Islamophobia in the UK: Don’t use Christchurch attacks to justify Prevent
In the wake of the Christchurch massacre, advocates of the UK’s Prevent programme have been arguing in the media that the horrific, racist attack in New Zealand demonstrates the pressing need for the government’s controversial counter-extremism policy.
Security Minister Ben Wallace this week said that the government policy targets any ideology, "wherever the threat emerges" - implying it could also counter the far-right.
But our new report draws the opposite conclusion. After closely examining the interactions between counter-extremism policies and the Islamophobic far-right in three European countries (the UK, Germany and France), it concludes that far from being the solution to Islamophobic violence, policies such as Prevent are actually a big part of the problem.
Policing, not protecting
From their inception, contemporary "counter-extremism" policies, such as Prevent, have chiefly been about policing Muslims, rather than protecting them. The same is true of counter-extremism policies in Germany and France.
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Thus, unlike most other forms of racism, Islamophobia has for years been legitimised by government policies problematising Muslims. The mainstream media has simply followed where governments have led.
Islamophobia is not just about individual prejudices or serious violence. It is structural and institutional
Islamophobia is not just about individual prejudices or serious violence. It is structural and institutional.
What’s more, as well as constituting an onslaught on Muslim civil liberties and equal rights, the “war on terror” has, over time, helped to reshape the far right.
The "counter-jihad movement" – a strand of the far-right that targets Muslims and migrants in particular – has flourished as a byproduct of mainstream policies and narratives that are Islamophobic and xenophobic at their core.
Counter-extremism policies in countries such as the UK and France have gradually encroached further into society, continually widening the circles of those expected to be vigilant for so-called “signs of radicalisation”.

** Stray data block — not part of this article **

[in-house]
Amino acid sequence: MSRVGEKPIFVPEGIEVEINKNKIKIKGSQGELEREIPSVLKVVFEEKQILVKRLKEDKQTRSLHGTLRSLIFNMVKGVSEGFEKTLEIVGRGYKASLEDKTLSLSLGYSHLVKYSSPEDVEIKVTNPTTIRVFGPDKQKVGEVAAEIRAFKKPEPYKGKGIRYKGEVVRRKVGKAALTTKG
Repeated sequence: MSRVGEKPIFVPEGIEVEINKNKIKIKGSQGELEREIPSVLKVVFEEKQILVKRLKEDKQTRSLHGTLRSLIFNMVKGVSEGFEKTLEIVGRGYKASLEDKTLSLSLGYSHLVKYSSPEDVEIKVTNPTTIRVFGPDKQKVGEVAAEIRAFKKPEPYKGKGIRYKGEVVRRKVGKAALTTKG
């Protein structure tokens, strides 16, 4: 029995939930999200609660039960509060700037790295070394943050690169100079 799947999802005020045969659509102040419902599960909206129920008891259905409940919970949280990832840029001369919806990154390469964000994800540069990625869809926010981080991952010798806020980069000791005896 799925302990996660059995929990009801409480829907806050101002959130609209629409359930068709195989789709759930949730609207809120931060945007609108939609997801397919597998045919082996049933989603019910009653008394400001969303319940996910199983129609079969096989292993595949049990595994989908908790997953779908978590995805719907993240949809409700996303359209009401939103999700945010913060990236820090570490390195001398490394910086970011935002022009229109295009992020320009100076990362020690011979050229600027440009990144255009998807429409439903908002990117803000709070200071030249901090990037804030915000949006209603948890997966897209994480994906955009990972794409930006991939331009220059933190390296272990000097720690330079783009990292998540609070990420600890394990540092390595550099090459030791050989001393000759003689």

By treating Muslims as a suspect community, such policies are not only inherently discriminatory and disproportionate; they also empower the far-right, fostering an atmosphere of officially sanctioned Islamophobic paranoia.
In this climate of fear, counter-jihad movement conspiracy theories thrive, such as the “great replacement” myth (popularised by French writer Renaud Camus), which provided the title of New Zealand killer’s manifesto, compiled after he visited - and was horrified by - multicultural Europe.
That’s why our report suggests there is a symbiotic relationship between counter-jihadists and counter-extremism actors, with both contributing to the overall problem of Islamophobia in society.
We highlight the alarming synergies between counter-jihadists and counter-extremism actors, showing that they often share the same underlying assumptions and act against the same targets, even if their language and methods are different.
Indeed, the report documents evidence that far-right counter-jihad actors are increasingly calling themselves “counter-extremists”.
For instance, in Germany, the Pegida movement uses logos and slogans (such as “Away with all the radical trash!”) to position itself as being opposed to “extremism” of all sorts, whether left, right, or Islamist.
In another example, UK counter-jihad activist Anne Marie Waters was able to smear Muslim groups in mainstream British newspapers by presenting herself as a “counter-extremist”.
The fact that counter-extremism rhetoric is so amenable to the far-right tells us something important. It appears to provide an ostensibly respectable language for expressing racism, and serves as a useful cover for targeting Muslims.
And when some supposedly legitimate counter-extremism actors, such as the the Quilliam Foundation, make common cause with US-based far-right Islamophobes such as the Gatestone Foundation, it’s increasingly difficult to say which is which.
While proponents of Prevent are keen to emphasise a recent rise in far-right referrals, trying to make counter-extremism policies more “balanced” is not the solution.
War on racism
We are still routinely told that the Islamic State is the biggest threat, and Islamophobic violence is often presented as merely a response to that threat.
While the most explicit articulation of this came from Queensland senator Fraser Anning just after the New Zealand mosque shooting (“While Muslims may have been the victims today, usually they are the perpetrators,” he said), government complacency with regards to the far right betrays how widespread this belief is.
The far-right are making inroads into numerous Western parliaments, and dragging so-called centrists to the right
Islamophobia is not coincidental. Across the world, counter-extremism policies that place blame and suspicion collectively on Muslims are not only failing to prevent the rise of the counter-jihad strand of the far-right, but are in fact enabling it.
The far right are making inroads into numerous Western parliaments, and dragging so-called centrists to the right. With their hands on the levers of state power, they can do far more damage that any non-state actor.
It’s time to admit that the “war on terror” approach to political violence was misguided from the start. Christchurch is an argument for dismantling Prevent, not defending it.
We need to wake up to the threat of white supremacy – and start a war on racism and fascism instead.
The views expressed in this article belong to the author and do not necessarily reflect the editorial policy of Middle East Eye.
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